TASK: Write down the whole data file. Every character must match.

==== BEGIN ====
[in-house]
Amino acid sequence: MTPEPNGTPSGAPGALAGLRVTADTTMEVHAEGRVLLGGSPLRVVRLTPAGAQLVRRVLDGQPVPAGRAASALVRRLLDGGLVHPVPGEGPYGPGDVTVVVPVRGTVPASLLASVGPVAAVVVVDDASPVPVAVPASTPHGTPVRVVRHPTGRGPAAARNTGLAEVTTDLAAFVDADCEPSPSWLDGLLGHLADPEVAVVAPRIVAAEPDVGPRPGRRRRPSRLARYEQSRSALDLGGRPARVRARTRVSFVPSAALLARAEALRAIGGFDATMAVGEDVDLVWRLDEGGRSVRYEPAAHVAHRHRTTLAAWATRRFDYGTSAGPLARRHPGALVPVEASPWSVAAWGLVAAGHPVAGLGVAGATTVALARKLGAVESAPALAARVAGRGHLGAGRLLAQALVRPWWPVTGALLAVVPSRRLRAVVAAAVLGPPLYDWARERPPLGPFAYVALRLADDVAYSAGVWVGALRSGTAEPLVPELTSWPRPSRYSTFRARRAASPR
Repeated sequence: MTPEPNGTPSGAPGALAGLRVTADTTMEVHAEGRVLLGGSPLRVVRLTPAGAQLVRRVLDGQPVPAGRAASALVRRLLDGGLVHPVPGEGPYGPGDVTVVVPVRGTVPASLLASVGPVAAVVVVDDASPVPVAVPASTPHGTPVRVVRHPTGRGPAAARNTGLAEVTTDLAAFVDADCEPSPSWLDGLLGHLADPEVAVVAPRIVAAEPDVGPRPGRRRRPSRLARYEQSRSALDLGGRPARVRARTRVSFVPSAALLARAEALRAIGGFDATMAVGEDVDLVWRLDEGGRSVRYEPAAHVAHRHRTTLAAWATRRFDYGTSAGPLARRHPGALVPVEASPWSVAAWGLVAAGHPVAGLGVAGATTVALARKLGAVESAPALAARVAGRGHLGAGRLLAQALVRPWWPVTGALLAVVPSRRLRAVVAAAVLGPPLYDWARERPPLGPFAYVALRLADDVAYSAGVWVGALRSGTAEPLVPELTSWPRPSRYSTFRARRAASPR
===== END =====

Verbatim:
[in-house]
Amino acid sequence: MTPEPNGTPSGAPGALAGLRVTADTTMEVHAEGRVLLGGSPLRVVRLTPAGAQLVRRVLDGQPVPAGRAASALVRRLLDGGLVHPVPGEGPYGPGDVTVVVPVRGTVPASLLASVGPVAAVVVVDDASPVPVAVPASTPHGTPVRVVRHPTGRGPAAARNTGLAEVTTDLAAFVDADCEPSPSWLDGLLGHLADPEVAVVAPRIVAAEPDVGPRPGRRRRPSRLARYEQSRSALDLGGRPARVRARTRVSFVPSAALLARAEALRAIGGFDATMAVGEDVDLVWRLDEGGRSVRYEPAAHVAHRHRTTLAAWATRRFDYGTSAGPLARRHPGALVPVEASPWSVAAWGLVAAGHPVAGLGVAGATTVALARKLGAVESAPALAARVAGRGHLGAGRLLAQALVRPWWPVTGALLAVVPSRRLRAVVAAAVLGPPLYDWARERPPLGPFAYVALRLADDVAYSAGVWVGALRSGTAEPLVPELTSWPRPSRYSTFRARRAASPR
Repeated sequence: MTPEPNGTPSGAPGALAGLRVTADTTMEVHAEGRVLLGGSPLRVVRLTPAGAQLVRRVLDGQPVPAGRAASALVRRLLDGGLVHPVPGEGPYGPGDVTVVVPVRGTVPASLLASVGPVAAVVVVDDASPVPVAVPASTPHGTPVRVVRHPTGRGPAAARNTGLAEVTTDLAAFVDADCEPSPSWLDGLLGHLADPEVAVVAPRIVAAEPDVGPRPGRRRRPSRLARYEQSRSALDLGGRPARVRARTRVSFVPSAALLARAEALRAIGGFDATMAVGEDVDLVWRLDEGGRSVRYEPAAHVAHRHRTTLAAWATRRFDYGTSAGPLARRHPGALVPVEASPWSVAAWGLVAAGHPVAGLGVAGATTVALARKLGAVESAPALAARVAGRGHLGAGRLLAQALVRPWWPVTGALLAVVPSRRLRAVVAAAVLGPPLYDWARERPPLGPFAYVALRLADDVAYSAGVWVGALRSGTAEPLVPELTSWPRPSRYSTFRARRAASPR